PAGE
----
Personal Exposure for Florida Professionals
Florida – Professional Liability
- Florida’s Third District held that professionals could not, as a matter of law, contractually limit their liability for professional services.
- Accordingly, Florida professionals should review their malpractice insurance coverage to ensure they adequately hedge their personal risks.
A recent Florida Third District ruling has raised many an eyebrow and should cause every professional, from architects to attorneys, to ask the question: Is my professional liability coverage adequate? Given the outcome in Witt v. La Gorce Country Club, Inc., 35 So. 3d 1033 (Fla. 3rd DCA 2010), the answer may be no.
The historical trend was for professionals to attempt to limit their potential malpractice liability by explicitly addressing it within their contracts. Often, contracts for professional services, such as design, would include a clause limiting any liability to the amount of the contract. But, after the Third District Court's ruling in Witt v. La Gorce, such contractual clauses are now unenforceable as to individual professionals practicing in Florida. Instead, professionals are now open to potential damages caused by their work up to the amount of the damages that can be proven, even if those damages far exceed their scope of work.
In Witt v. La Gorce, La Gorce Country Club (La Gorce) entered into a contract with Gerhardt M. Witt & Associates, Inc. (GMWA) to perform hydro-geologic services. Included in the contract was the following clause limiting the liability of GMWA:
In recognition of the relative risks and benefits of the project… the risks have been allocated such that La Gorce agrees, to the fullest extent permitted by law, to limit the liability of GMWA and its subconsultants to the total dollar amount of the approved portions of the scope for the project for any and all claims, losses, costs, damages of any nature … so that the total aggregate liability of GMWA and its subconsultants to all those named shall not exceed the total dollar amount of the approved portions of the Scope or GMWA's total fee for services rendered on this project, whichever is greater. Such claims and causes include, but are not limited to, negligence, professional errors or omissions, strict liability, breach of contract or warranty.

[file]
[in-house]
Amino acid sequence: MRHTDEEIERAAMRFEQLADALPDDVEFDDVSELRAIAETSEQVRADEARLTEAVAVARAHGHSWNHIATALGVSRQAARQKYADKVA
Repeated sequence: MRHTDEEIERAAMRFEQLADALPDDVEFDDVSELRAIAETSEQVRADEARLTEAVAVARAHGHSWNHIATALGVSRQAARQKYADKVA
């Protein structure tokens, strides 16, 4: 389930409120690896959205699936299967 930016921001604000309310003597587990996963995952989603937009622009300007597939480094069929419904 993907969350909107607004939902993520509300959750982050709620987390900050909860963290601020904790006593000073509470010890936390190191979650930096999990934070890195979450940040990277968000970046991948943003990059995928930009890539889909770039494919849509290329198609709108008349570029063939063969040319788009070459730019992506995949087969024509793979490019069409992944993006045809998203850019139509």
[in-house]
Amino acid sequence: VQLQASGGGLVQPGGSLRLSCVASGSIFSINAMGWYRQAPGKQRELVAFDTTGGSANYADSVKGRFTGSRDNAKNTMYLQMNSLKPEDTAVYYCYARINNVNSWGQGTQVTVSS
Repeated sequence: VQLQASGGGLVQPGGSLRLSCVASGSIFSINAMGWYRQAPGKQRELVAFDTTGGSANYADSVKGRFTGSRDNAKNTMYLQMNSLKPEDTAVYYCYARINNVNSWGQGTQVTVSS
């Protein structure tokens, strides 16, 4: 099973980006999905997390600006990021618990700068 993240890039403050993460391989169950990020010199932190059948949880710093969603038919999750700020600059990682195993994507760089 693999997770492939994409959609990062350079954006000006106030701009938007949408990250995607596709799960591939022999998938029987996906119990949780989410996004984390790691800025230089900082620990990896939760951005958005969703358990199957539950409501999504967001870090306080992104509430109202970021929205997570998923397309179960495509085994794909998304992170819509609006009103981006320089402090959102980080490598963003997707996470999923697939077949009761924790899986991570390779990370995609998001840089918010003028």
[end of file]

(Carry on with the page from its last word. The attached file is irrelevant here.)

Mr. Witt, as a licensed geologist, performed the work on behalf of his company, GMWA. Later, La Gorce sued both Mr. Witt (personally) and GMWA, and both were found liable. While the court acknowledged the above provision applied to GMWA, it concluded that since Mr. Witt was not an actual party to the contract, he could not benefit from the contract clause limiting liability and, therefore, he was open to damages in excess of the contract amount.
Reading the previous sentence, it would seem that those people who are to perform professional services could avoid this problem simply by specifically including themselves in the contracts. However, the Third District's holding that Mr. Witt, in his individual capacity, could not, as a matter of law, limit his liability for professional services completely removes this as an option.
In upholding the trial court's ruling, the appellate court noted that under §492.111 (4), Florida Statutes, geologists cannot enter into contracts which attempt to limit their liability for malpractice. Moreover, citing the Florida Supreme Court's ruling in Moransais v. Heathman, the appellate court noted that "Florida law recognizes a common law cause of action against professionals based on their acts of negligence despite the lack of direct contract between the professional and the aggrieved party." 744 So. 2d 973, 983 (Fla. 1999) (emphasis added). Therefore, even if Mr. Witt had been a party to the contract, the limited liability clause could not have applied to him personally.
While the Witt case involved a geologist, the court did not limit its holding to geologists; rather, the court's holding referenced "professionals" in general. Therefore, the impact of this case will likely extend to all professionals practicing within Florida, including architects, engineers, attorneys, etc. Florida courts will likely rule that any clauses within contracts for professional services wherein the professional attempts to limit their liability will be unenforceable.
It is highly probable that Witt v. La Gorce Country Club, Inc. will be questioned in the future, but, as of now, it stands as good law in Florida. As such, professionals should review their malpractice insurance coverage to ensure they adequately hedge their personal risks.
*Jim is an associate in our Jacksonville, Florida, office. He can be reached at 904.358.4211 or email@example.com.
Defense Digest, Volume 18, No. 1, March 2012